Europe needs to wean itself from Russian energy. That means diversifying gas suppliers and upping its consumption of clean renewables. Perhaps surprisingly, a good first place to look is to the Palestinians, Jordanians, Israelis, Egyptians, and Cypriots.
The five are founding members of the Eastern Mediterranean Gas Forum, established in 2019 following the discovery of significant quantities of gas on the seabed between Egypt and Cyprus. Since then, Italy and France have joined as full members, and the US, European Union (EU), and World Bank have become official observers.
The Gas Forum’s current mandate is to explore and develop East Mediterranean gas deposits, but this mandate is far too narrow.
Climate change and the war in Ukraine have introduced a new sense of urgency to expand the brief to renewables. A side benefit — but no less important — would be increased stability in a volatile part of the world.
Our proposal builds on the recent success of the burgeoning Green-Blue Deal for the Middle East. It trades desalinated water from Israel for large quantities of Jordanian solar power, creating significant mutual benefits in a region thirsty for both water and energy while creating healthy interdependencies among neighbors too often engaged in conflicts.
Jordan’s vast desert and near-perfect conditions for solar power allow the country to produce electricity from renewables at prices and at a scale that Israel or Palestine could only dream of. Further east, Saudi Arabia and the Gulf countries have identified the same solar potential. In cities such as Neom in Saudi Arabia, plans are in place to build not only solar farms for electricity but to use the energy produced to make green hydrogen at such a scale that it could be exported to Europe. Egypt, Jordan, and the United Arab Emirates (UAE) see similar green hydrogen opportunities and are exploring partnerships with European, US, and Israeli firms to develop the necessary technology.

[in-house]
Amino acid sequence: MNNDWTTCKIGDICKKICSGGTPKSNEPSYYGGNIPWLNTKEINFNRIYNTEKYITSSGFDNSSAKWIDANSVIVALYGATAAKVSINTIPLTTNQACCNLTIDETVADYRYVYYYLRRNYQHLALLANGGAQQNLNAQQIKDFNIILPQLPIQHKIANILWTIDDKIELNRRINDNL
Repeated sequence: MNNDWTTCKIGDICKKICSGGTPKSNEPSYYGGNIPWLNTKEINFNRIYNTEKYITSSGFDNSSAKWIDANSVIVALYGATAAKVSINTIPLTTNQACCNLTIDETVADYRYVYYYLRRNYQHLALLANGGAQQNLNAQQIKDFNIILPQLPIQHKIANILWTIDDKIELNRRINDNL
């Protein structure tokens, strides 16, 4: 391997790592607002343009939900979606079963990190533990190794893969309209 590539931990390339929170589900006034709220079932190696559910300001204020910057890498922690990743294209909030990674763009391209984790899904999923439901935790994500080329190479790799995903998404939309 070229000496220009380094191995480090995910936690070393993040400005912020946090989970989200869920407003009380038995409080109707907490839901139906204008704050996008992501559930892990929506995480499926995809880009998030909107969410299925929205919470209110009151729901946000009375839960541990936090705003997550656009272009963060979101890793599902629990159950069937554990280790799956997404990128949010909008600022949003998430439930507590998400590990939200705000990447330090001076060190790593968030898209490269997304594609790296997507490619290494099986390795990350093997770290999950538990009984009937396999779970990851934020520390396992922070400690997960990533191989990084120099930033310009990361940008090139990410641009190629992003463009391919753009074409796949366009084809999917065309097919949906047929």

A similar approach can turn the East Mediterranean Gas Forum into a clean energy supplier.
In the short-term, East Mediterranean gas will be liquified and exported to Europe (on June 15, the EU signed a framework deal to increase gas imports from Egypt and Israel.). In the long-term, renewables, mostly solar, generated in the vast desert landscapes of Jordan, Egypt, Saudi, and the Gulf, should also be channeled to Europe.
This green energy channel is already starting to take form.
The European Commission has published plans to link Europe’s electricity grids to the Middle East: Sea cables are planned to hook up the Israeli grid with Cyprus and from Cyprus to Greece and then to mainland Europe. It’s called the Euro-Asia interconnector. Sea cables are also planned between Egypt and Crete, called the Euro-Africa interconnector. The interconnector’s cost is manageable, an estimated €2.5 billion ($2.61bn.)
Once the technology is in place, green hydrogen too will be produced in the Middle East and exported from the Israeli, Palestinian, and Egyptian Mediterranean coasts to Europe.